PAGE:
Students blockade Paris schools in election protest

Students blockaded five schools in Paris on Tuesday to demonstrate their political concerns ahead of the second round of the Presidential elections on Sunday.

Students of Louis Le Grand high school in Paris block the entrance to their school to raise awareness of ecological and social issues
Students of Louis Le Grand high school in Paris block the entrance to their school to raise awareness of ecological and social issues. (Photo: Thomas Coex / AFP)

In addition to the five blockaded lycées, the université Paris 8 in Saint-Denis was closed “for security reasons”.

The students – who are too young to make their voices heard at the ballot box – were protesting against the options available to voters in the second round – where incumbent Emmanuel Macron takes on far-right leader Marine Le Pen – and follows earlier student protests at the Sorbonne.

Many were demonstrating in protest at what they saw as inadequate policies on climate change and social issues from both candidates in the final round of voting, as well as the lack of choice for the electorate.

“It is a continuation of what happened at the Sorbonne,” one student told AFP. “We want a third social round, because the two candidates qualified for the second round have no social or ecological programmes. 

“We want to give a new breath to this Fifth Republic a little at the end of the race.

“We are fed up with the fascist state. We are here against Marine Le Pen, against fascism, for the climate and against capitalism,” another student at the lycée Louis-le-Grand in the capital’s fifth arrondissement said.

“We have blocked all the entrances. We will stay there as long as possible.”

About 100 students blockaded the prestigious school. Some students chant slogans against the “Front National” – the former name of second-round candidate Marine Le Pen’s far-right Rassemblement National party.

The blockades ended peacefully at the end of the day.

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French Elections: 5 things you didn’t know about Jean Lassalle

Jean Lassalle is a big personality and has been involved in French politics since 1977, but he failed to make a dent during the last presidential election.

French Elections: 5 things you didn't know about Jean Lassalle

He has been fined by the Assemblée nationale 

66-year-old Jean Lassalle has been an MP for the Pyrénées-Atlantiques département since 2002. 

He is known for his outlandish antics in the Assemblée nationale, the lower house of the French parliament. He had €1,500 docked from his salary in 2018 for refusing to remove a Yellow Vest during a parliamentary session.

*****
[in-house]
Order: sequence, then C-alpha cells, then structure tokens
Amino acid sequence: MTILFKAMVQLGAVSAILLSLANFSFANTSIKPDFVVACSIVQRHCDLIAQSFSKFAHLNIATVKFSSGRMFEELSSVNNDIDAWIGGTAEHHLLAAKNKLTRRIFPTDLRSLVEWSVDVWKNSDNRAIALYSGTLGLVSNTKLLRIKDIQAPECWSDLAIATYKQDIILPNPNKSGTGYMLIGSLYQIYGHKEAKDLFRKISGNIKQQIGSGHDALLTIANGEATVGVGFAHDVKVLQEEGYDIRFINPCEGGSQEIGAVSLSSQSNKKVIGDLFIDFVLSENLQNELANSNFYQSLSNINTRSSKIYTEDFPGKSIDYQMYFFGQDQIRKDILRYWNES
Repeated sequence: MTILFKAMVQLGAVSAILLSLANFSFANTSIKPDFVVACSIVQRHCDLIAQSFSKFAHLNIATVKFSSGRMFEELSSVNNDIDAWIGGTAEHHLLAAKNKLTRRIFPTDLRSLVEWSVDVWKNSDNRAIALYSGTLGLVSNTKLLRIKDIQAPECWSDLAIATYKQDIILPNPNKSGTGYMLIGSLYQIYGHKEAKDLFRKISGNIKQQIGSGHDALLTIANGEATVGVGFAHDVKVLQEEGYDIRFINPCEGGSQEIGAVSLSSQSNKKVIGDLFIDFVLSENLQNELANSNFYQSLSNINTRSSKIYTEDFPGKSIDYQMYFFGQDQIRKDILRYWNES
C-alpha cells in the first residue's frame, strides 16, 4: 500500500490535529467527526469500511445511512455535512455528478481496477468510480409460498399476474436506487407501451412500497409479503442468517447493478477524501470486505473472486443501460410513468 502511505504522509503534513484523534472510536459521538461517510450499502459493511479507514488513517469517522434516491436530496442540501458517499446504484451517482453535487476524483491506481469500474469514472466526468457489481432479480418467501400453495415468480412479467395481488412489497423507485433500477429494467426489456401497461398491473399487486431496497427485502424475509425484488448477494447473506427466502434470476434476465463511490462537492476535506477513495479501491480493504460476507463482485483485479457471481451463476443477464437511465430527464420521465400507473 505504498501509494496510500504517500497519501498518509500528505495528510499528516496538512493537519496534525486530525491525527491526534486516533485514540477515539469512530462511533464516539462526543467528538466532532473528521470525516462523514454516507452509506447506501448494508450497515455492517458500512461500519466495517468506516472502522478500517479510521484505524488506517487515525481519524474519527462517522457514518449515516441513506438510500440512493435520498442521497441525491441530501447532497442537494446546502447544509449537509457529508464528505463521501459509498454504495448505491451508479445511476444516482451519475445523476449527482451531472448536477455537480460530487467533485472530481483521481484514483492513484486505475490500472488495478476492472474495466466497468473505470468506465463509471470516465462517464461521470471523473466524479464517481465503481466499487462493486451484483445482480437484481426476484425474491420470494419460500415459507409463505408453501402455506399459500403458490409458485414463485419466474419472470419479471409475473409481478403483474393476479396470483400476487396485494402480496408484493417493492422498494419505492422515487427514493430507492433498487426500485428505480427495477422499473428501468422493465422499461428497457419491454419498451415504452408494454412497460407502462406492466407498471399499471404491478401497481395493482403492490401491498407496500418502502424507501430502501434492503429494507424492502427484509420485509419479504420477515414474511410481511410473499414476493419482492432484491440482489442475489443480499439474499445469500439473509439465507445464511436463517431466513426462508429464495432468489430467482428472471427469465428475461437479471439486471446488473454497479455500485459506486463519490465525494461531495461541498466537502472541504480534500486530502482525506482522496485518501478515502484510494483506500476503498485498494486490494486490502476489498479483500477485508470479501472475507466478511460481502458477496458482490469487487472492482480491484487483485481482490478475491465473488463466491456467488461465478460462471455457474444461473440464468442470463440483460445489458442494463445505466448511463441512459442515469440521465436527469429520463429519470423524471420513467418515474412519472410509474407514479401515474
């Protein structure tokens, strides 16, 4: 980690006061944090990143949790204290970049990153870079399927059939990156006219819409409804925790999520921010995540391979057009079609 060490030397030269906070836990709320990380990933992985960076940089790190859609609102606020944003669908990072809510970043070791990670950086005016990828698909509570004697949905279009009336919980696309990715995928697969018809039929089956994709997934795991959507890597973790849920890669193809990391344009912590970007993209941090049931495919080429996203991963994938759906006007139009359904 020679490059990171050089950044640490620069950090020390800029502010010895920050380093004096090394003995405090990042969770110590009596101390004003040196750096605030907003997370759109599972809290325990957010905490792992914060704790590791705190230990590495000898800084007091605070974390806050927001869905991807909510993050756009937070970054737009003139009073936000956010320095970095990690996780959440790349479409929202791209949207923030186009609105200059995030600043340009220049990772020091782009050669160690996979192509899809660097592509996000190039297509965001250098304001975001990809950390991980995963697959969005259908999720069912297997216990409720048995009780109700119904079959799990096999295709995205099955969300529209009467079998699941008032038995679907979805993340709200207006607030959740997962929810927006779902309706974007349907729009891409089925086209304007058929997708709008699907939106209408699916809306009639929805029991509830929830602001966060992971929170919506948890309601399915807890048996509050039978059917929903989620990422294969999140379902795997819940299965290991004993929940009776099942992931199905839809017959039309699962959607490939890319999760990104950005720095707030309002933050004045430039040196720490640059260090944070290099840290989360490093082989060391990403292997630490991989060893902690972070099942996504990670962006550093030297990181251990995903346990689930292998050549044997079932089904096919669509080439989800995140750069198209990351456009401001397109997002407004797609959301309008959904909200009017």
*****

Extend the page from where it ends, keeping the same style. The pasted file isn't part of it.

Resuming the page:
Lassalle wore the vest in solidarity with the protest movement and said that he paid the fine “with honour and pride”. 

He grew up speaking Occitan 

Jean Lassalle grew up in an Occitan speaking area of France deep in the Pyrénées. 

He comes from a family of shepherds who practice a prehistoric form of nomadic agriculture known as transhumance. 

Lassalle is proud of his roots. During a televised debate on BMFTV in the run up to the 2017 presidential election, he described himself as the “son of a shepherd, the brother of a shepherd”. 

He has even written a book titled Un berger à l’Elysée – A Farmer at the Elysée. 

In 2003, he stood up and started singing the Occitan anthem, Se Canta, in the Assemblée nationale. The move was a protest against what he saw as a slur on the Pyrenees by then-Interior Minister Nicolas Sarkozy. Many other MPs cracked up laughing. 

He spent 8 months walking across France (and was disappointed by what he found)

Lasalle walked across France for eight months in 2018, to gain a better understanding of the population.

“Everywhere I went I witnessed a crisis in the standard of living, a loss of identity and the loss of a sense of a common destiny,” he told Europe 1. 

During his 4,500km journey, he said that he was shocked by the level of racism and antisemitism among ordinary citizens. 

In the run up to the 2022 presidential election, he is touring the country in a big blue bus with a photo of his face and the message La France Authentique emblazoned across the side. 

Jean Lassalle spent 8 months walking across France in 2013, covering 4,500km.

Jean Lassalle spent 8 months walking across France in 2013, covering 4,500km. (Photo by PHILIPPE DESMAZES / AFP)

He went on hunger strike to protect jobs in his constituency 

Jean Lassalle has been an elected representative, in some capacity, since 1977. 

In 2006, when a Japanese firm sought to relocated a paint factory that employed hundreds of his constituents, he went on hunger strike. The company eventually agreed not to close the factory and continue investment in the area. 

Lassalle lost more than 20kg over the course of his hunger strike. 

He is partial to a topless photo shoot 

In the run up to the 2017 election, Lassalle inexplicably posted multiple shirtless photos videos online. 

He was snapped chopping wood, trimming hedges and mowing the lawn. For someone in his 60s, he is is good shape and it clearly runs in the family – his son is a professional rugby player in the French second division.